"Espresso! My Espresso!"
An Ongoing Internet Novelette
by Randy Glass - Copyright 2002 - All rights reserved
E-mail me at firstname.lastname@example.org
Always Room For Improvement
After nearly two weeks or more of excellent espresso I thought I would share my findings. In the past I have always suggested, particularly to newish, home barristas ("That's funny... you don't LOOK newish!"), as well as those who have lost the handle on consistency, to tamp hard- around forty to fifty pounds of force, and grind accordingly to dial in the 25-30 second, one and one half to two ounce double. The reason this works is that the hard tamp is very repeatable because after about 35 pounds of force, the coffee compresses very little if at all- at least not enough to change the shot. The difference between a twenty pound tamp and a twenty-five pound tamp can be dramatic, but there is little difference between a thirty and a forty pound tamp.
As in all arts, you don't get something for nothing. The heavier tamp necessitates a coarser grind, and a coarser grind does not allow as full of an extraction. It only makes sense. The particles are larger so there is less surface area of coffee exposed to the water in proportion to the volume of the coffee. There is also the matter of larger particles leave more space between themselves for the water to flow, and that is why you need a harder tamp with a coarser grind.
Anyway, I have had some really great espresso at my roaster friend's shop from his Giotto. I noticed that his grind was noticeably finer than what I have been using and he also used a much lighter tamp than I have been. I took some of his blend (roasted by him as well) and went home and experimented. Some test pulls and taste tests led me to a finer grind and lighter tamp. What this has brought me is about two weeks of daily great espresso with only one pull discarded and that was from a poorly seated portafilter that allowed clear water to leak into the cup. The pulls stay dark longer and even at the end of the pull are still rich in color- more dark caramel colored at the end whereas before the pulls got light about the last five seconds or so. The crema is dark and the smell of the espresso is deep and rich with far less bitter overtone that I would often receive before.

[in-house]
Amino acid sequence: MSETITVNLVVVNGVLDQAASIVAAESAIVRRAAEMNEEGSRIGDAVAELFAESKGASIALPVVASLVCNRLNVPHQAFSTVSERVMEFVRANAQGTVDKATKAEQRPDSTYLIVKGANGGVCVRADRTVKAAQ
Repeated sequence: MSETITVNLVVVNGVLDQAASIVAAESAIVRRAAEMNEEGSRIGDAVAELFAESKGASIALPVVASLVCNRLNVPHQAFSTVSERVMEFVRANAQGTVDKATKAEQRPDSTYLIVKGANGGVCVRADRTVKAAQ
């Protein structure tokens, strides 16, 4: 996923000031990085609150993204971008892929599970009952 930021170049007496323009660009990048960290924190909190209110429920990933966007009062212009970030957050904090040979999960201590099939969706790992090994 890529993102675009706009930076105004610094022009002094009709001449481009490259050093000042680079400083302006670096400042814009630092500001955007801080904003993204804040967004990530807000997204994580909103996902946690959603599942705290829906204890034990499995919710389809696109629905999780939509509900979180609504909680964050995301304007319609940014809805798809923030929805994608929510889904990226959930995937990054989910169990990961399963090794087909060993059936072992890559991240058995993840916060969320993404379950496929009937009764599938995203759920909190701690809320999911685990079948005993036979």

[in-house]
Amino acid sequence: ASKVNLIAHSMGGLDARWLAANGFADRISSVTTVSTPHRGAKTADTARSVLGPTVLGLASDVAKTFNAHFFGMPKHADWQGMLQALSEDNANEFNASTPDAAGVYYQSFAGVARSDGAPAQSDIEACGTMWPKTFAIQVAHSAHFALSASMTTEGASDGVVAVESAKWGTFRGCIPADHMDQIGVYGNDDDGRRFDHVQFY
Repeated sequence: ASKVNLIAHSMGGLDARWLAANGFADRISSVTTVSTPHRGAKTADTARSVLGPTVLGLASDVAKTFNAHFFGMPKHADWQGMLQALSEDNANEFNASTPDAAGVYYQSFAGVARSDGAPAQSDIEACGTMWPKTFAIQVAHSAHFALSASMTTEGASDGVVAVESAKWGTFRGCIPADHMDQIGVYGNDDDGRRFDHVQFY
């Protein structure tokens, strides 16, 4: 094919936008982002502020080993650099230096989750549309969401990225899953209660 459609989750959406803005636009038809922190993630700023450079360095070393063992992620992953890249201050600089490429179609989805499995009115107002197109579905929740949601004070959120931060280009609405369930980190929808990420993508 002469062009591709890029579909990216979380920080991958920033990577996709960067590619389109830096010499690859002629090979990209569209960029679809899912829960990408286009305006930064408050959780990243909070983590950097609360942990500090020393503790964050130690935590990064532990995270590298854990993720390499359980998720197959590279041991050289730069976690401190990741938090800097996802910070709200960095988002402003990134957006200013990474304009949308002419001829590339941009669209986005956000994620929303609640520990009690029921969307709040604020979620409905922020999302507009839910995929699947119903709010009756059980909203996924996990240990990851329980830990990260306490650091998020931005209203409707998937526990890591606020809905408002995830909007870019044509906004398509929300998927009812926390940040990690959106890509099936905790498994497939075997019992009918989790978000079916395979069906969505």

Now the problem is, how to tamp with less force, consistently, and without the bathroom scale in the kitchen or the espresso machine in the bathroom. It is a matter of feel, and it's difficult. With only a couple of weeks or so of practice, I cannot state that I have got the feel for it, but it goes something like this. It is around a 20-30 pound tamp (again, I have not measured it to know for sure). The usual procedure is followed (light tamp, tap tap, heavy tamp). The heavy tamp is done slowly until the coffee reaches the point where the tamp goes from fluffy to firm. I will try to get out the bathroom scale and quantify it in a future chapter, once my "new" procedure settles in.
For now, I will say to you- grind finer, tamp lighter, and sip happily.